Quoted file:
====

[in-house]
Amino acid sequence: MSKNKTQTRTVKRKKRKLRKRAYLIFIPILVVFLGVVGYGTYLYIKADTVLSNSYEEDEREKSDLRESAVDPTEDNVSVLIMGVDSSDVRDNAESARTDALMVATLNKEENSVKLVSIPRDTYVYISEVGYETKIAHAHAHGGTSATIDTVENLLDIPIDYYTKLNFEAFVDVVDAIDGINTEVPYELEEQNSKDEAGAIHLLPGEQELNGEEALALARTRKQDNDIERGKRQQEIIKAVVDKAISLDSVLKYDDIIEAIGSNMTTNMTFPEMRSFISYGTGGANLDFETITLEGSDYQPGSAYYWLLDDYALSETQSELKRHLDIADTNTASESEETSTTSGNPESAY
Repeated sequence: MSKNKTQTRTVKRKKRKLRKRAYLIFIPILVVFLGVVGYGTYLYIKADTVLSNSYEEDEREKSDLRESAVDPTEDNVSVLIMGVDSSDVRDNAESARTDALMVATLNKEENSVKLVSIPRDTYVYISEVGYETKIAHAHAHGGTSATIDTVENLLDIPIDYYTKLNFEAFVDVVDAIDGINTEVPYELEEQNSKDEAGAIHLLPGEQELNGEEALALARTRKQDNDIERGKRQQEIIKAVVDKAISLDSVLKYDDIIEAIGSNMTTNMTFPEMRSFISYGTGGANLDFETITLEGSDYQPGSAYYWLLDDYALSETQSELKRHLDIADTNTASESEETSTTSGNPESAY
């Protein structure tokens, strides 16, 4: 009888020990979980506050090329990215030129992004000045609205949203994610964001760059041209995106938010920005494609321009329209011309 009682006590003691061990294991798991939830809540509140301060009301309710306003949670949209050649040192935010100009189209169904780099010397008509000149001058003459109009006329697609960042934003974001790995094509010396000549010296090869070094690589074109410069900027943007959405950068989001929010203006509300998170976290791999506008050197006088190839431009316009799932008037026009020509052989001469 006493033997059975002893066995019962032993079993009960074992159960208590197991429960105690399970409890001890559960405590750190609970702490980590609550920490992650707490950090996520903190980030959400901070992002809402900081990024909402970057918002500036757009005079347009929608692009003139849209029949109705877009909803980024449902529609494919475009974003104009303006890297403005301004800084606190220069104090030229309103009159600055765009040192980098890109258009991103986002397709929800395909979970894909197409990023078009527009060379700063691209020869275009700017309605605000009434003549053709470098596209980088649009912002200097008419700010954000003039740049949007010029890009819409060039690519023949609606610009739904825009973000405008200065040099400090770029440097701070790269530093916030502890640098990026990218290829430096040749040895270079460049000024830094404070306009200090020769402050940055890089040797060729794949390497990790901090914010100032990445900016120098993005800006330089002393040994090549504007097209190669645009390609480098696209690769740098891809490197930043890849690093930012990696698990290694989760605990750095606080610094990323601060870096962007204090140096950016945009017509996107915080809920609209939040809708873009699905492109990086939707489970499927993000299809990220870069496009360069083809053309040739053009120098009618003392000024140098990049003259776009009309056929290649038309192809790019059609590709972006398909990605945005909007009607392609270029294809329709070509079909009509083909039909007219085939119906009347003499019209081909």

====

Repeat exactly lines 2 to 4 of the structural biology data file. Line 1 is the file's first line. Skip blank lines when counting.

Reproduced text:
Amino acid sequence: MSKNKTQTRTVKRKKRKLRKRAYLIFIPILVVFLGVVGYGTYLYIKADTVLSNSYEEDEREKSDLRESAVDPTEDNVSVLIMGVDSSDVRDNAESARTDALMVATLNKEENSVKLVSIPRDTYVYISEVGYETKIAHAHAHGGTSATIDTVENLLDIPIDYYTKLNFEAFVDVVDAIDGINTEVPYELEEQNSKDEAGAIHLLPGEQELNGEEALALARTRKQDNDIERGKRQQEIIKAVVDKAISLDSVLKYDDIIEAIGSNMTTNMTFPEMRSFISYGTGGANLDFETITLEGSDYQPGSAYYWLLDDYALSETQSELKRHLDIADTNTASESEETSTTSGNPESAY
Repeated sequence: MSKNKTQTRTVKRKKRKLRKRAYLIFIPILVVFLGVVGYGTYLYIKADTVLSNSYEEDEREKSDLRESAVDPTEDNVSVLIMGVDSSDVRDNAESARTDALMVATLNKEENSVKLVSIPRDTYVYISEVGYETKIAHAHAHGGTSATIDTVENLLDIPIDYYTKLNFEAFVDVVDAIDGINTEVPYELEEQNSKDEAGAIHLLPGEQELNGEEALALARTRKQDNDIERGKRQQEIIKAVVDKAISLDSVLKYDDIIEAIGSNMTTNMTFPEMRSFISYGTGGANLDFETITLEGSDYQPGSAYYWLLDDYALSETQSELKRHLDIADTNTASESEETSTTSGNPESAY
């Protein structure tokens, strides 16, 4: 009888020990979980506050090329990215030129992004000045609205949203994610964001760059041209995106938010920005494609321009329209011309 009682006590003691061990294991798991939830809540509140301060009301309710306003949670949209050649040192935010100009189209169904780099010397008509000149001058003459109009006329697609960042934003974001790995094509010396000549010296090869070094690589074109410069900027943007959405950068989001929010203006509300998170976290791999506008050197006088190839431009316009799932008037026009020509052989001469 006493033997059975002893066995019962032993079993009960074992159960208590197991429960105690399970409890001890559960405590750190609970702490980590609550920490992650707490950090996520903190980030959400901070992002809402900081990024909402970057918002500036757009005079347009929608692009003139849209029949109705877009909803980024449902529609494919475009974003104009303006890297403005301004800084606190220069104090030229309103009159600055765009040192980098890109258009991103986002397709929800395909979970894909197409990023078009527009060379700063691209020869275009700017309605605000009434003549053709470098596209980088649009912002200097008419700010954000003039740049949007010029890009819409060039690519023949609606610009739904825009973000405008200065040099400090770029440097701070790269530093916030502890640098990026990218290829430096040749040895270079460049000024830094404070306009200090020769402050940055890089040797060729794949390497990790901090914010100032990445900016120098993005800006330089002393040994090549504007097209190669645009390609480098696209690769740098891809490197930043890849690093930012990696698990290694989760605990750095606080610094990323601060870096962007204090140096950016945009017509996107915080809920609209939040809708873009699905492109990086939707489970499927993000299809990220870069496009360069083809053309040739053009120098009618003392000024140098990049003259776009009309056929290649038309192809790019059609590709972006398909990605945005909007009607392609270029294809329709070509079909009509083909039909007219085939119906009347003499019209081909």